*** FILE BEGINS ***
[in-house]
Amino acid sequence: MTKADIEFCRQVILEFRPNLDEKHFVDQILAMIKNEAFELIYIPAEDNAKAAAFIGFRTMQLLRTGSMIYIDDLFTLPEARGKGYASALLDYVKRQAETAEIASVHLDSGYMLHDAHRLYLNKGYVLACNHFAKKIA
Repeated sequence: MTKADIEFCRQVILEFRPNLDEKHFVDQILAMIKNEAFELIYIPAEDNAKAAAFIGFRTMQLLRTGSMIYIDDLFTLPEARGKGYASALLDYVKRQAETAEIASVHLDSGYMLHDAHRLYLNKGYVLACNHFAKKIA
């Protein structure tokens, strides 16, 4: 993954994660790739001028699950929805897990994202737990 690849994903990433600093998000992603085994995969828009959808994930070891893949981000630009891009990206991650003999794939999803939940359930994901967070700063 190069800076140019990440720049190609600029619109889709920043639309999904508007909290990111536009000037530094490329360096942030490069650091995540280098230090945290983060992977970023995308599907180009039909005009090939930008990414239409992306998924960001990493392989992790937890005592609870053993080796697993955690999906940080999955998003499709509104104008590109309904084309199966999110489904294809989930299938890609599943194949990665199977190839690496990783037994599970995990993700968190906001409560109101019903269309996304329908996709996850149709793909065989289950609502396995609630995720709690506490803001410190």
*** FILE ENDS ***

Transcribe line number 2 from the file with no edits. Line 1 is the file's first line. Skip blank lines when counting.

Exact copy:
Amino acid sequence: MTKADIEFCRQVILEFRPNLDEKHFVDQILAMIKNEAFELIYIPAEDNAKAAAFIGFRTMQLLRTGSMIYIDDLFTLPEARGKGYASALLDYVKRQAETAEIASVHLDSGYMLHDAHRLYLNKGYVLACNHFAKKIA